On 24 November 2011, the Court of Justice of the EU (the "ECJ") handed down its judgment in case 70/10 Scarlet v. SABAM. In this case, the ECJ was requested to clarify whether national courts could order Internet Service Providers (ISPs) to implement filtering software blocking illegal filesharing in order to protect intellectual property rights (see, for a detailed discussion of the judgment, VBB on Belgian Business Law,, Volume 2011, No. 11, p. 3, available at www.vbb.com).
To answer this question, the ECJ had to strike a balance between the protection of the intellectual property right enjoyed by copyright holders on the one hand and other fundamental rights and freedoms of the parties concerned by the filtering measures. In this context, the ECJ confirmed that IP addresses are personal data as defined by Directive 95/46/EC of the European Parliament and of the Council of 24 October 1995 on the protection of individuals with regard to the processing of personal data and on the free movement of such data. In particular, the ECJ considered that the filtering system in question may infringe the fundamental rights of the ISPs' customers, namely their right to protection of their personal data. The ECJ held that users' IP addresses are protected personal data "because they allow those users to be precisely identified".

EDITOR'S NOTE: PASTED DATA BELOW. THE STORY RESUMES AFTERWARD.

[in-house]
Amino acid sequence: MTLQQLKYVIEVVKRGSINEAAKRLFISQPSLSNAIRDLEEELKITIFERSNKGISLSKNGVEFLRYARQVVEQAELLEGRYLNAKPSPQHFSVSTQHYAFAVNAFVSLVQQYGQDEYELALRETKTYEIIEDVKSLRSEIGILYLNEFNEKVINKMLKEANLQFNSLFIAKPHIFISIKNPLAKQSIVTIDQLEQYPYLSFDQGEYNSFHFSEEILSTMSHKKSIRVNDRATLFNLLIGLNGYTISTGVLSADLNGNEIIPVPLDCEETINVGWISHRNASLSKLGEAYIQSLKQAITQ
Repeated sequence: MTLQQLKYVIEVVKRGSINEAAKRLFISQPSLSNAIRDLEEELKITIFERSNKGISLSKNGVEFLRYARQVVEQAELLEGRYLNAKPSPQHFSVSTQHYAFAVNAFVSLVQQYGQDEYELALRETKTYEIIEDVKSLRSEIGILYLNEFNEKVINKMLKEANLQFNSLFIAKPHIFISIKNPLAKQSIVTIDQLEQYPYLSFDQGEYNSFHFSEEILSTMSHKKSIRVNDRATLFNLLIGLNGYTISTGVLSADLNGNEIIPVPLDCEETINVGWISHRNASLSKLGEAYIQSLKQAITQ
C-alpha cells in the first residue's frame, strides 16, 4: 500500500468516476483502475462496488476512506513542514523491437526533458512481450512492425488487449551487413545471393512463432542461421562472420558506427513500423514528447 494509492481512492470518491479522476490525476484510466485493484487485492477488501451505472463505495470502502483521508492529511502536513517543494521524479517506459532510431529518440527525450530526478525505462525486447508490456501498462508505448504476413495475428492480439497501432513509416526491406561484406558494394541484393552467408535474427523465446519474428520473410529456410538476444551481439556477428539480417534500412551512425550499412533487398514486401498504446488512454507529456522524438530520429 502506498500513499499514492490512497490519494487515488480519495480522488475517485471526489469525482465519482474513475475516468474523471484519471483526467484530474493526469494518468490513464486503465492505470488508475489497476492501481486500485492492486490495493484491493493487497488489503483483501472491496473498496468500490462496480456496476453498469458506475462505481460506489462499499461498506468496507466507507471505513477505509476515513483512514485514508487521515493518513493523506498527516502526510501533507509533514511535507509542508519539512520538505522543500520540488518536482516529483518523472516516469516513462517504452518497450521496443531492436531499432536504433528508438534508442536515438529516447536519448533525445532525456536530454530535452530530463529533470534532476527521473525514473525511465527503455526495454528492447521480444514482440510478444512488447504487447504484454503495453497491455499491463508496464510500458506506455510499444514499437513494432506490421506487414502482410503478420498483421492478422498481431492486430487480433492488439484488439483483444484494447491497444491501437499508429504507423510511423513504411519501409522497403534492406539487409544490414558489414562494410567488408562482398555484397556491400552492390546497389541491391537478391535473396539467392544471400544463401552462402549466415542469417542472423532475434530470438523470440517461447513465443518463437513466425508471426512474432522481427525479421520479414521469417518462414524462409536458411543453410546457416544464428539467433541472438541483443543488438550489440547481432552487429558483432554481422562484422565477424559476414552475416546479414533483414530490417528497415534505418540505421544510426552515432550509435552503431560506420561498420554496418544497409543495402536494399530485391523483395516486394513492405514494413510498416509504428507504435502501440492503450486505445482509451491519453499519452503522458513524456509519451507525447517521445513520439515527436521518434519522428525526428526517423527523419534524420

In Belgium, the ECJ judgment will not change the existing practice, as IP addresses are already treated as personal data. Indeed, this view has been taken by the Belgian Data Protection Authority (Commissie voor de bescherming van de persoonlijke levenssfeer / Commission de la protection de la vie privée) and confirmed by national courts. However, even though the Article 29 Working Party repeatedly advised that IP addresses should be regarded as personal data, especially in those cases where the processing of IP addresses is carried out with the purpose of identifying the users of the computer (for instance, by copyright holders in order to prosecute computer users for violation of intellectual property rights), this view has not been shared by all Member States. For instance, certain national courts have held that IP addresses should not be regarded as personal data. The present decision now imposes a harmonised interpretation of the concept of personal data in relation to IP addresses throughout the EU. Remarkably, the European Commission's legislative proposal for a new data protection framework, which will be officially announced in January 2012, is likely to expressly provide that IP addresses constitute personal data.
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